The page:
Tag: Writing

What I’m Doing

It’s been months since I’ve posted anything here. I know I only have a few readers, but I keep this as much for my own record of things I’m doing, research, writing progress, and life.

Life has been tough this past year. Globally speaking, I have it easy of course. But personally, I saw my 93-year-old father decline steadily toward his eventual death on March 9. Because he was in Florida and I live in Massachusetts, I spent more time on planes this year than I have in the past ten at least. And other family difficulties abound, reminding me that having children is a lifelong joy, and a lifelong source of heartache and shared pain.

One of the saddest things for me lately is watching as our elected officials seem to be turning their backs on the real health and economic needs of women. Their “alternative facts” are creating our “alternate reality.” I’m scared in a way I’ve never been, having grown up in the 70s, after Roe v. Wade and after a lot of protections for the rights of women were put in place.

Through it all, I’ve been struggling to continue writing. I’ve been working on one novel for about a year and a half, and am on my fourth complete rethink and rewrite. The basic premise is still there, but working with my patient and helpful agent and soul-searching about why none of my six novels was a breakout book, I’m taking a hard look at the craft of writing. I’ll never be someone who can churn out what the market wants at any given time. But I can make sure what I produce is as good as I can make it, when it comes to the writing itself, the power of the story, the strength of the characters, and the structure. I think I’ve always instinctively produced books that are structurally solid and coherent, but thinking more deeply about why has opened up some things to me. I’ve taken a writing workshop with Randy Susan Myers (her latest is The Widow of Wall Street), and an online story structure course. Time has been an enemy, but I’ve done my best to keep up, and have kept having revelations that I think will benefit my book in the end.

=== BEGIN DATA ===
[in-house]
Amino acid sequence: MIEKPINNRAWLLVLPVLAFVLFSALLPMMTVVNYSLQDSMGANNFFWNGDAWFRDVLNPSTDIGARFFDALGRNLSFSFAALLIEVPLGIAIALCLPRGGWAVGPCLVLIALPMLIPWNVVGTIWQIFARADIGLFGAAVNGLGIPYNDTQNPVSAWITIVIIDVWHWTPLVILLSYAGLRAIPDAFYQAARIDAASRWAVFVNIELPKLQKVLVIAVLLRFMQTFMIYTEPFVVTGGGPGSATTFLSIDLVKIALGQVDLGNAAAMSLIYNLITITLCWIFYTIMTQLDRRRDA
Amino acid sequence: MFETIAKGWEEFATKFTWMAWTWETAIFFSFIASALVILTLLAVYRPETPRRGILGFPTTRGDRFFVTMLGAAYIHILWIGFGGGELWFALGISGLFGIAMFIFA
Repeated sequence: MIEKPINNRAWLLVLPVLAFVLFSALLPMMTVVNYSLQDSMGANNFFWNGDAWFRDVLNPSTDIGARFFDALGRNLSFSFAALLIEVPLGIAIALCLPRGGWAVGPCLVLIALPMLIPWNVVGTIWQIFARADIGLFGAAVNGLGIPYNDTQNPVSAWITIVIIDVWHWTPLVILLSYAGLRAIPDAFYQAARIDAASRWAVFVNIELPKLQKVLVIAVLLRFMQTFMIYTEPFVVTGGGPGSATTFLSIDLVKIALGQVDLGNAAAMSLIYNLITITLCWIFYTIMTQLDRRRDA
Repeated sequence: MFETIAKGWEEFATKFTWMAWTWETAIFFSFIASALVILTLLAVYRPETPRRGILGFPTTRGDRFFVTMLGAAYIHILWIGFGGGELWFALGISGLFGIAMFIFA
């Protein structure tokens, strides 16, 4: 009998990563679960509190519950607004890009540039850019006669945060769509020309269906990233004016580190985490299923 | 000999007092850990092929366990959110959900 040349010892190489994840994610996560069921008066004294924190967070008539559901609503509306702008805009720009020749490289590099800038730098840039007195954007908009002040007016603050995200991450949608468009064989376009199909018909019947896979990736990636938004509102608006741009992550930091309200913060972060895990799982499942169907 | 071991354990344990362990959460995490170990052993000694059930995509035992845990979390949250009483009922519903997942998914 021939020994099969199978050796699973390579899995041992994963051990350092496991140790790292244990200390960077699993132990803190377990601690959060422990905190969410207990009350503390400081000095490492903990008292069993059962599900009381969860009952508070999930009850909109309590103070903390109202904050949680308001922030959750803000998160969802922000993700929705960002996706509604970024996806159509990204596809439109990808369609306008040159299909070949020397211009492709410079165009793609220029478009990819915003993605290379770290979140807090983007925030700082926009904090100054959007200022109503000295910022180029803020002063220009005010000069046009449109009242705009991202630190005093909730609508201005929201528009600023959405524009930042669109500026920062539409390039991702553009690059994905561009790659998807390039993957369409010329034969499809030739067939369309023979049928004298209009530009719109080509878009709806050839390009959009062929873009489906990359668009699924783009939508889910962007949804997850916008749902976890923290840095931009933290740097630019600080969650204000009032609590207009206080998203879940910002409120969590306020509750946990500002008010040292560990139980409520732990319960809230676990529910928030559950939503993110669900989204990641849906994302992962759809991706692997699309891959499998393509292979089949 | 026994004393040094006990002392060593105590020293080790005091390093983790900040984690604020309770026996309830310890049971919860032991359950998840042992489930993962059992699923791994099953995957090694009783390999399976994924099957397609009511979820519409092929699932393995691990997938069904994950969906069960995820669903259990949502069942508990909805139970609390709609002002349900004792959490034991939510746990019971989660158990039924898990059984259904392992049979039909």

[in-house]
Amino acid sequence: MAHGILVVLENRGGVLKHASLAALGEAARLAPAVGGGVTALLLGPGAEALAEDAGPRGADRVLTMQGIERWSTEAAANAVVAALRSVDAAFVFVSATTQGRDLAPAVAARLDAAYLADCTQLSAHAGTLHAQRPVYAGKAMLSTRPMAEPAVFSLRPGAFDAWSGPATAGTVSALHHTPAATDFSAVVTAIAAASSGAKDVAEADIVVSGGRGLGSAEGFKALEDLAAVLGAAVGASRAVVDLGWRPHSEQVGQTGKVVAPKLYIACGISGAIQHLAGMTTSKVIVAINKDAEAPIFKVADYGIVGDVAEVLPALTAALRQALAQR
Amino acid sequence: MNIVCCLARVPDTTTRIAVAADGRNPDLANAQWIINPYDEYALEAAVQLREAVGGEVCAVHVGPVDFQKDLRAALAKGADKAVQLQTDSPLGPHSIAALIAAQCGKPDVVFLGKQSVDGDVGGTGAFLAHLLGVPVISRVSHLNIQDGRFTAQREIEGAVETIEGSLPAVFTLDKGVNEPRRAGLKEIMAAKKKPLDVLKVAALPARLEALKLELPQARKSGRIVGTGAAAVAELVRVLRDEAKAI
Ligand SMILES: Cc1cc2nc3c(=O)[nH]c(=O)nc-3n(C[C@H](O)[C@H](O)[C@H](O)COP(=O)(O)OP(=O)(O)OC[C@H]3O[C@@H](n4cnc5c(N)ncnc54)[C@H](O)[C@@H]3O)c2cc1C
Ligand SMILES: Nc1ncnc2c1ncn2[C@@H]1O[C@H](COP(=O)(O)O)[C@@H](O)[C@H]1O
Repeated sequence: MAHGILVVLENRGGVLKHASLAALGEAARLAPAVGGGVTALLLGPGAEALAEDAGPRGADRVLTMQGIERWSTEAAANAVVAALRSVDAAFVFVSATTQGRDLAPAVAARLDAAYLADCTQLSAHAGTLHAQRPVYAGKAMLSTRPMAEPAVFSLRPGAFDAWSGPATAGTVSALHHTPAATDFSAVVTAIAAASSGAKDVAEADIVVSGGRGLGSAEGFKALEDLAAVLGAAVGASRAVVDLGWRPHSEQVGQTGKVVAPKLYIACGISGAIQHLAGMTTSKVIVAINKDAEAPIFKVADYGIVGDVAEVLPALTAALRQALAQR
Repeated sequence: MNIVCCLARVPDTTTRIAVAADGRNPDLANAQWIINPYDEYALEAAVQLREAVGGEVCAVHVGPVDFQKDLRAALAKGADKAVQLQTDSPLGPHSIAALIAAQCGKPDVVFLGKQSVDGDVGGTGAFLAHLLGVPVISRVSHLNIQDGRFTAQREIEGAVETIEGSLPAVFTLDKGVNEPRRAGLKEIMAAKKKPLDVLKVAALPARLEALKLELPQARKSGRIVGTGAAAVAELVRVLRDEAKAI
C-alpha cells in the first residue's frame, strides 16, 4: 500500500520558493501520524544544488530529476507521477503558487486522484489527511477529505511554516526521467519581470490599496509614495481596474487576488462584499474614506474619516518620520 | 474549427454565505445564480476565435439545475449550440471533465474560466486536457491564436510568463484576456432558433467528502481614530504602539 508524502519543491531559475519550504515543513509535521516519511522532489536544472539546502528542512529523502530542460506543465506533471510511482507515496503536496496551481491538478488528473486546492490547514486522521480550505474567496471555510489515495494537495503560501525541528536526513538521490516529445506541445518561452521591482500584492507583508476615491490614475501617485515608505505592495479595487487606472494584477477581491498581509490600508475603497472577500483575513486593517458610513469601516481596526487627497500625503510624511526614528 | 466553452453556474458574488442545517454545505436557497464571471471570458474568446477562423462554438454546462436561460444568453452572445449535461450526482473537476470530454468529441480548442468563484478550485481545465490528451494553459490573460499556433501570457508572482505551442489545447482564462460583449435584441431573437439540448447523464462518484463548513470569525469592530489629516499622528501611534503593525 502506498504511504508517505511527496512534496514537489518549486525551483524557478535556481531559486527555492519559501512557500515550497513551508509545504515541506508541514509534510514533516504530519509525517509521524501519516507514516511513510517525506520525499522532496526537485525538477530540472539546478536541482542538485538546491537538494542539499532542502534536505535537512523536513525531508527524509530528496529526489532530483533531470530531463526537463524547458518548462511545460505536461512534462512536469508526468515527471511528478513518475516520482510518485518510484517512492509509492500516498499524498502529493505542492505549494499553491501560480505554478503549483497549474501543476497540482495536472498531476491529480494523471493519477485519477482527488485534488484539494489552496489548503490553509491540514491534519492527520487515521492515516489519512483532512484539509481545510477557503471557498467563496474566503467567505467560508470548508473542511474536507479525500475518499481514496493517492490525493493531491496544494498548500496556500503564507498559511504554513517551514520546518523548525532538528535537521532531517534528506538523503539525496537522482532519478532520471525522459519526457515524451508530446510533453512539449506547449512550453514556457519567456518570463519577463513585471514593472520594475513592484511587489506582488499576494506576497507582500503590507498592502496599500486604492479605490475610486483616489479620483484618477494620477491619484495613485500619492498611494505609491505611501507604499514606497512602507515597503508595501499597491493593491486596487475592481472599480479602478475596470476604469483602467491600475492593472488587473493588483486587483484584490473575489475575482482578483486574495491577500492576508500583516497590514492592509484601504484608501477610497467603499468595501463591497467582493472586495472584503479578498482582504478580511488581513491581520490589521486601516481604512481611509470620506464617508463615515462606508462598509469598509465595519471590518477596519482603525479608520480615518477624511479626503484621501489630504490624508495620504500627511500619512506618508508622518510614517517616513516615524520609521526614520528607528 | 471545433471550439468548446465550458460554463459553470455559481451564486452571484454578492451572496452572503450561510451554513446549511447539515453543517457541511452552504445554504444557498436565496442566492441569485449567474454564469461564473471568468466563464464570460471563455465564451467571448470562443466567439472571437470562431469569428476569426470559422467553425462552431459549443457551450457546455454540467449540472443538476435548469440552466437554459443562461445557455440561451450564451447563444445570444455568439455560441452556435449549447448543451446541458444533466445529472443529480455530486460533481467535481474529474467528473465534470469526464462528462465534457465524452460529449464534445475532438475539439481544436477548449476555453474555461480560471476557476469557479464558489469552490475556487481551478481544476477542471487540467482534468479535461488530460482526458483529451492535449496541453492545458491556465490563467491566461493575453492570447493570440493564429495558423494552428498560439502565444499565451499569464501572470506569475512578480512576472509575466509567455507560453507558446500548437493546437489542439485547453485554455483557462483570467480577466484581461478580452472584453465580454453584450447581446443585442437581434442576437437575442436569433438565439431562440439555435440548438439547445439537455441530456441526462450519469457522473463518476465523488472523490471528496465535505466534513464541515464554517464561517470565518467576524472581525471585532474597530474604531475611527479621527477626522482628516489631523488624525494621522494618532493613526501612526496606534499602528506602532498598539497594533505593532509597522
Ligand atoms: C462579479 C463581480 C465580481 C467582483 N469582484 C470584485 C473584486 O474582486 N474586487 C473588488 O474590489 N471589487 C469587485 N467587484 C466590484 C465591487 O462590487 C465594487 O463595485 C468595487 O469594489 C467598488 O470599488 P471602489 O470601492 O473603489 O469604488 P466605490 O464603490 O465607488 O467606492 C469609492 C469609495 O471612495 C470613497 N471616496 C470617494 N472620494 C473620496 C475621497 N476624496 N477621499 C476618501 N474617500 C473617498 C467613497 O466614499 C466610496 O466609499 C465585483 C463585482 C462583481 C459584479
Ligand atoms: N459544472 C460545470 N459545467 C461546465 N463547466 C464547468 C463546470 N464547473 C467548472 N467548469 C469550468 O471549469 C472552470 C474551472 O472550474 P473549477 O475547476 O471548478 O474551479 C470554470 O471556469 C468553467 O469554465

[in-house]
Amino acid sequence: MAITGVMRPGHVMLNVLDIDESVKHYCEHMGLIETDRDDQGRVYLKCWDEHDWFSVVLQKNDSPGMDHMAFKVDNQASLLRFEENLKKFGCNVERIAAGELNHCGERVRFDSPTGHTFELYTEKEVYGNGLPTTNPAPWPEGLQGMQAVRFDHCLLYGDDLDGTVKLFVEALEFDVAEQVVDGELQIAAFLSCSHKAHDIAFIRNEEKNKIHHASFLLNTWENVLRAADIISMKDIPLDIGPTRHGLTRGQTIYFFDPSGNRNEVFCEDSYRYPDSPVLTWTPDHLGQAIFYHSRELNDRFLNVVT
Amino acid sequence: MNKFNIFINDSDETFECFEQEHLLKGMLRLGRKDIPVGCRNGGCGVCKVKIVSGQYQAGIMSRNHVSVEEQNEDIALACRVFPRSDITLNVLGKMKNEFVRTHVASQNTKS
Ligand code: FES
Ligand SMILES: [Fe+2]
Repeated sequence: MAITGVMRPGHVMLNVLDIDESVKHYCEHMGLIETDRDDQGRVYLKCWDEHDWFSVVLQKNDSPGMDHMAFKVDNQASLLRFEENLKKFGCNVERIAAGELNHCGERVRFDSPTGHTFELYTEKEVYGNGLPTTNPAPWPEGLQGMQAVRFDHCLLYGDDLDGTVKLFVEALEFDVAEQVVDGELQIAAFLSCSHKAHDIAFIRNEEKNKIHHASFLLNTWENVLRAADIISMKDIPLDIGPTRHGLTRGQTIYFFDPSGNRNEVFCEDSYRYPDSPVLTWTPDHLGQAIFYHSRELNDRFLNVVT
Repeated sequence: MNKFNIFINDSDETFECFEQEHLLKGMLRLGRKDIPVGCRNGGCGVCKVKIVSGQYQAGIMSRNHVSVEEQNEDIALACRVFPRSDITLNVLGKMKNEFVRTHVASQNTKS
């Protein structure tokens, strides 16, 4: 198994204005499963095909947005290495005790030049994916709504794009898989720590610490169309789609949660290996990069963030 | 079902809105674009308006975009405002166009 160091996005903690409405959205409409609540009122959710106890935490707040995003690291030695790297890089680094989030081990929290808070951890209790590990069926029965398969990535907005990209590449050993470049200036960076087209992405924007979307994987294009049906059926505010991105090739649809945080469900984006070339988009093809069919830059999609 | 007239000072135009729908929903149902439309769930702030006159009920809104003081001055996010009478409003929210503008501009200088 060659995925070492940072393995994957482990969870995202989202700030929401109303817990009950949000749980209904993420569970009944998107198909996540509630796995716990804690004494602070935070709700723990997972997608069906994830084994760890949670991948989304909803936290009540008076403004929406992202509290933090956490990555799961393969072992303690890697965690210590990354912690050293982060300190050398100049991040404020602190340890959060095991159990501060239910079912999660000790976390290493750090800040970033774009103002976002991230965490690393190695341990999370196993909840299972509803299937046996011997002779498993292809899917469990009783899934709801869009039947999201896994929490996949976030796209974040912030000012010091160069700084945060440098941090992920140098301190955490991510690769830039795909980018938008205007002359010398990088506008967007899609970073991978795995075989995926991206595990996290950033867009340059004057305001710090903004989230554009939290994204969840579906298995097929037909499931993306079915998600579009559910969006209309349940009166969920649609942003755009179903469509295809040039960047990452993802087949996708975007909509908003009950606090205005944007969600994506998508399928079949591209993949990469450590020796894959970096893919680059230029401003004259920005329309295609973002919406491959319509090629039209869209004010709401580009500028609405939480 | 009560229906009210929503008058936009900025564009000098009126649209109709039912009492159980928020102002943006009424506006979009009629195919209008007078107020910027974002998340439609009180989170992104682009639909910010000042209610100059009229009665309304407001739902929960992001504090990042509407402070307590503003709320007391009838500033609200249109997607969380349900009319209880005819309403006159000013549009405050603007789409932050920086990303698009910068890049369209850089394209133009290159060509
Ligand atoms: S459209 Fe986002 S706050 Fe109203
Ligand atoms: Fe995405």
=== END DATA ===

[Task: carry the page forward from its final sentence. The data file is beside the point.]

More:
Now I’m sitting in a quirky little Moroccan cafe in the center of town. I could have gotten right into my Saturday chores (cleaning, garbage, laundry). Now that I’m once again in a corporate 9-5:30 job, Saturdays are my only day for doing those things. But I decided to take myself somewhere new, somewhere out of my usual environment, and at least write this post.

For anyone who’s interested, I’m still working in 1909 New York. My novel involves the early film industry there, and has been a lot of fun to research. It’s also led me to a discovery about my books: I really don’t think I’m writing historical fiction in the way people generally think of it, which may be why I’ve had trouble catching on with a wide audience. I’m not about the big names and famous events. I’m interested in how different time periods affected the people who lived them, day by day, especially women. My “what ifs” seldom involve marquee names, except as tangential.

So here’s my epiphany: I don’t write historical fiction. I write women’s fiction in historical settings. It’s not quite the same as historical romance, which is romance set in a different time period—often well-researched and well-written—but that same romance could probably be transplanted to another time period and work almost as well. My stories depend on their period to occur at all. I know this for a fact, because I tried shifting the time period of this novel ahead to the World War I era, and it simply wasn’t the same story, or the same characters, conflicts, wants, and opportunities.